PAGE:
For the ill-prepared, summer’s joy is swiftly scuppered by the very things that make it so enjoyable. Overstaying your welcome in the heat will turn dewy skin greasy and beachy hair frizzy. UV exposure will toast skin rather than tan it and the increase in humidity is likely to destroy the underarms of your freshly pressed cotton-poplin shirt sooner than you can say “hyperhidrosis”. In short, summer is a vengeful beast. There is sweating, chaffing, chapping, burning, itching and stinging. And let’s not forget the stink.
To save you a summer buzzkill, I’ve compiled five foolproof hacks to get you through the season looking your best.
- Excessive sweating
The two to four million sweat glands that cover your body are likely to make themselves known during summer. And while some light perspiration is par for the course, some men find that overenthusiastic sweat glands can cause their pits, palms and the soles of their feet to become drenched.
Technically referred to as hyperhidrosis, excessive sweating can make social engagements – and sartorial choices – hard to manage. For the vast majority of men, a couple of dietary tweaks (less coffee, alcohol, salt and spicy foods) along with an industrial strength antiperspirant will temper transudation. Some gentlemen may even consider wearing sweat patches, the unseemly sanitary towels that stick to the underarm and instantly eradicate any sex appeal.
Those who require an instant (and fashion-sensitive) solution can have the nerve signals to their sweat glands blocked by way of a quick botox injection into the underarm. If waging chemical warfare on your armpits doesn’t appeal, then there’s the non-invasive one hour miraDry procedure that eliminates sweat glands with precisely controlled electromagnetic impulses.
- Body Odour
The greatest misconception about sweat is that it smells. Sweat alone is actually odourless. It’s only went the nutrient-rich fluid from the apocrine glands comes into contact with the bacteria on the surface of the skin that your unique bouquet becomes obvious to everyone else in the room. In an effort to break down the acids in your sweat, the bacteria begins to exude a foul stench.
Just as with hyperhidrosis, the foods you consume in excess will have an effect on the piquancy of your perfume. Unsurprisingly garlic, onions and spices, along with rich, fatty and hard to metabolise foods, will all have an impact on BO, so be sure to eliminate these from your diet.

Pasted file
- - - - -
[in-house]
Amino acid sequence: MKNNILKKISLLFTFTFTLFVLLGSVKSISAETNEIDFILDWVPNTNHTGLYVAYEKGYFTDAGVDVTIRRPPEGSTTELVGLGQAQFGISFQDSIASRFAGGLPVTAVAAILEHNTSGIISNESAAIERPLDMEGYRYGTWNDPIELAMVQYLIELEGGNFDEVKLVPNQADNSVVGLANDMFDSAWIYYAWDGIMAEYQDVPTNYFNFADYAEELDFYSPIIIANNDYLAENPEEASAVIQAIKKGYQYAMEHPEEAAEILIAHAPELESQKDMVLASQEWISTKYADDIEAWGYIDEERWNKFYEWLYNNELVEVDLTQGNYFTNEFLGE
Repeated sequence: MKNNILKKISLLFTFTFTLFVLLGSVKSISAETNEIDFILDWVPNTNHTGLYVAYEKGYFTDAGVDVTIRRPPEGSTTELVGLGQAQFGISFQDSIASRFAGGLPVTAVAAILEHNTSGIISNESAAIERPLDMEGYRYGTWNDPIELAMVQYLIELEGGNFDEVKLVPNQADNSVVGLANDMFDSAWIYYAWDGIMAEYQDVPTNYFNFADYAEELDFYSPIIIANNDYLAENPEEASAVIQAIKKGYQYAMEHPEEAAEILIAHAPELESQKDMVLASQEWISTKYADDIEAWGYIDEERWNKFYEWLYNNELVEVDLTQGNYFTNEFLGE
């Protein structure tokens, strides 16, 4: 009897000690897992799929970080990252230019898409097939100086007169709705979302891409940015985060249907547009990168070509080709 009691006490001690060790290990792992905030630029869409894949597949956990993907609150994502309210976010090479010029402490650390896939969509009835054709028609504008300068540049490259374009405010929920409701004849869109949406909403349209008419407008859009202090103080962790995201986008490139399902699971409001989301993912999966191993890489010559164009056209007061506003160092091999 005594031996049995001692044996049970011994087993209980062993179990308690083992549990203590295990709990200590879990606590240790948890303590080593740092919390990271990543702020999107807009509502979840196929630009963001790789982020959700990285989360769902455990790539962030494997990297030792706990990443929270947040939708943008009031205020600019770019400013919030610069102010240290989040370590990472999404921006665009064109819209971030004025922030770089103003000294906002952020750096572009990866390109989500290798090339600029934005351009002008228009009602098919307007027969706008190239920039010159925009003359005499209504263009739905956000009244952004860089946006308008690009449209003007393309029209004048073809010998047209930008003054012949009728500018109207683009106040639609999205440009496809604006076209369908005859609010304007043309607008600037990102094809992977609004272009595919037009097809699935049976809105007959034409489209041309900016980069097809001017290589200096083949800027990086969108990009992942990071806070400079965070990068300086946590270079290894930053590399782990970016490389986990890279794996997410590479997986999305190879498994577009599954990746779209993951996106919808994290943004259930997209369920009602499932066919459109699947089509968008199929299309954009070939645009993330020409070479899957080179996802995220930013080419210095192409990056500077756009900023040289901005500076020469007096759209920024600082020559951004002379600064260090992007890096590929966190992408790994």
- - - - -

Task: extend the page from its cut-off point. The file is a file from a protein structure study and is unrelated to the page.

In addition to addressing your diet (and using a deodorant – natch), you’ll need to bring your A game to the shower. Give the areas that contain the highest concentration of apocrine sweat glands – armpits, chest, undercarriage – a thorough clean with a body wash and then towel off until bone dry so that bacteria can’t fester.
- Oily Skin
Even ’normal’ skin types are susceptible to a greasy – and potentially reflective – T- zone during the hotter months. This seasonal affliction invariably leads to breakouts as your pores become overwhelmed with a stomach-turning cocktail of sebum, sunscreen and sweat.
Succumb to the temptation of stripping your skin dry with an astringent face wash and your sebaceous glands will rebel and pump out yet more grease. It’s important, therefore, to use a cleanser that isn’t over-drying. I’m currently using NYDG’s Colloidal Oatmeal Cleanser and can’t rate it enough.
It’s also worth opting for a mattifying gel or lotion over a cream-based moisturiser during summer. This summer I’m relying on Perricone MD’s new Hydrating Cloud Cream,which has a delicate mousse-like consistency and, on really oily days, La Mer’s new Moisturising Matte Lotion. Just be sure to layer a broad spectrum sunblock on top of your moisturiser of choice.
- Frizzy Hair
The spike in temperature and humidity can have an amusing but rather unflattering effect on your carefully considered hairstyle. Firstly, the moisture in the air will cause each strand to expand and lose its natural shape, making styling an impossible feat. And then there’s the matter of heat exposure, which causes the cuticle of each hair to become scaly and rough. The net result is an unmanageable halo of frizz.
At this time of year, conditioners, oils, hair masks and silicone-based smoothing treatments (which act like a layer of top coat on each strand) are your best allies as they’ll add a little weight to hair and help to smooth out each cuticle. My hair is already pretty dry so I have to bring out the big guns during the summer. My personal preference is for the original Moroccanoil Treatment , which I leave to air dry in my hair after a shower (hair or towel drying will only parch hair further). When it comes to styling, I follow with Moroccanoil’s new – and amazingly versatile – texturising clay. Both products hydrate hair without weighing it down.
- Insect Bites
The frequency with which an insect feasts on your skin has to do with several personal – and largely unchangeable – factors. Some blood types are more appealing to disease-ridden mosquitoes than others (Type O people are twice as attractive as those with Type A, apparently) as are the compounds in your sweat and the kind of bacteria festering on your skin.
Also, mosquitoes are drawn to carbon dioxide from as far away as 160 feet so, unless you plan on performing some David Blaine-like feat of breath control, you’re going to have to douse yourself in industrial strength DEET.
If you’re still irresistible to insects, then be sure to apply some some tea tree oil to the area to relieve any itching and swelling (failing that, an ice pack and a dab of vinegar will also work). If you need to bring out the big guns, you can always take an antihistamine and swiftly anaesthetise the area with a spray containing benzocaine. If the itching becomes unbearable – and the skin hasn’t broken – you can always apply a small amount of hydrocortisone 1% cream, which you can get over the counter at most chemists.